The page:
(N) Well we got down there about seven o’clock in the morning. There was another fellow and I, Al Kuhn and I were there all the time together. Then we had fellows who were salesmen and used to come in in the afternoon, some of them came in and helped. At night we used to get there and we used to clean up. I wouldn’t pick up a board if I dropped a nail or something like that; I left it on the floor. They would come down there after they came from work at night after supper, they would clean the whole place up so it was nice and clean and everything. Al and I came back the next morning and messed it up. And then they were there on weekends. Like one night, we laid the whole floor down in the building in the one night.

(I) How many rooms?

(N) We have a bar area, two offices, one for the Ladies Auxiliary and one for the men, the kitchen and two bathrooms and a foyer and the bar.

(I) And you built all of that then?

(N) We built all of that.

(I) Where did you get your equipment? Your lumber and your supplies?

(N) Well the lumber we got from Palisades Lumber Company, we bought it from there. They bought it in and we had a tile man that came in who worked for the Bogota American Legion, Tom Smith. He was a legionnaire. He was a tile setter. He came in. He got us the tile and he put the tile down.

(I) Who designed the building?

(N) Myself.

(I) Did you make drawings?

(N) No. I designed the building the way I wanted it and off different plans that I had and then I took it to Jim Kennedy and he drew up the plans for us.

(I) Is there anything else you can tell me about the American Legion in Teaneck?

(N) Well I am going to retire in August but up to July, I am the Chairman pf the Central Leave Committee and that’s a program we have about $250,000 in. It is made up of four men, pardon me, five men and four ladies from the Ladies Auxiliary and we help needy veterans and their families in Bergen County. This money is raised from $0.25 of the legion membership, which is over $8,000. We collect from each of those $0.25 per members and that’s how we have this money. We invest some money in stuff like that.

(I) Does it cost money to be a member?

(N) No. It only costs you dues. I don’t pay no dues because I am a life member. But dues is $14. That’s all it actually costs you.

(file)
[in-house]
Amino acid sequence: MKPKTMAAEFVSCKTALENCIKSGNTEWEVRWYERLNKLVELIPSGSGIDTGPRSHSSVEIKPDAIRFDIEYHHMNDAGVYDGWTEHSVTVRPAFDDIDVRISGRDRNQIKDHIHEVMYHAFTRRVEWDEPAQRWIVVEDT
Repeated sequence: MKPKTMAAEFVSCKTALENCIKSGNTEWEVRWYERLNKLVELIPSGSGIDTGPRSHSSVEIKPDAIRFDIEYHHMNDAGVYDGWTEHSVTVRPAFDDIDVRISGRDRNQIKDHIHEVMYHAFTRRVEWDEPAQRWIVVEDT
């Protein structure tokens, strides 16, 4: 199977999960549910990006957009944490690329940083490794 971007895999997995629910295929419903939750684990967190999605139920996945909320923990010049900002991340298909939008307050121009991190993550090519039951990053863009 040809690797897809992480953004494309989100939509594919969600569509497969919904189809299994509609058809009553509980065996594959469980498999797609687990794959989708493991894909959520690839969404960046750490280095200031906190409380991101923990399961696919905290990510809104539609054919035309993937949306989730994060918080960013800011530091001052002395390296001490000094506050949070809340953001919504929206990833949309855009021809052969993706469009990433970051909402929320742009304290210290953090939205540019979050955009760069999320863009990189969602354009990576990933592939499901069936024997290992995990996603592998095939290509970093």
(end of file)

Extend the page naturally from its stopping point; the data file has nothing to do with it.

(I) And what does that enable you to do?

(N) That enables you use of the clubhouse and you attend meetings and you get the Legion Magazine. From there on out, whatever you want to spend, whatever you do, it is on yourself.

(I) How busy is the clubhouse. How many people are there every night and what about the weekends?

(N) Well we operate a legion function that’s all. We are open every Thursday night. That’s our meeting night for the men and the ladies. We are open Friday nights and Saturday nights is when we have affairs and we have an affair once a month. That’s the only time that we are open.

(I) Who runs it when you are open? Who bartends?

(N) Various volunteers are the bartenders. Our Commander is the boss of the club.

(I) I was asking you about other organizations that you belonged to. Kiwanis. When did you join Kiwanis?

(N) Oh, I guess back in the 70s I joined the Kiwanis. In about 1978 I guess I was President of Kiwanis.

(I) Do you remember and of the people, who was President when you joined?

(N) Hal Braun was the President.

(I) And what do you do as a member of Kiwanis?

(N) Let’s see, in 78 I was President. Well Kiwanis is an international organization. We are interested in community affairs. We participate in community scholarship in Teaneck here. Actually, it’s a friendship; it’s a business club. We have guest speakers every month.

(I) You meet once a month?

(N) No, we meet once a week. We meeting in Deleers on Queen Anne Road.

(I) And how large a group is it?

(N) Twenty-one.

(I) And what about the Teaneck City Club?

(N) The Teaneck City Club, that’s another club that’s in town here. Made up on businessmen in town. Every week we meet on Tuesday. We have guest speakers. We learn about community affairs. It is the same thing. What’s going on in the county? What goes on in the community? And the last Tuesday of every month, we give out a good citizens award to a good citizen of Teaneck High School, boy or girl.

(I) When did that start?

(N) That started back in 1934.

(I) Do you remember who started it?

(N) I couldn’t say.

(I) Are there any other organizations you belong to?

(N) No. The only thing is I’m President of the Teaneck Fireman’s Exempt Association which you are entitled to belong to an Exempt Association after you are seven years on the fireman’s job. I’ve been President from there since 1971. And since 1974, I have been Secretary of the Fireman’s Relief Association.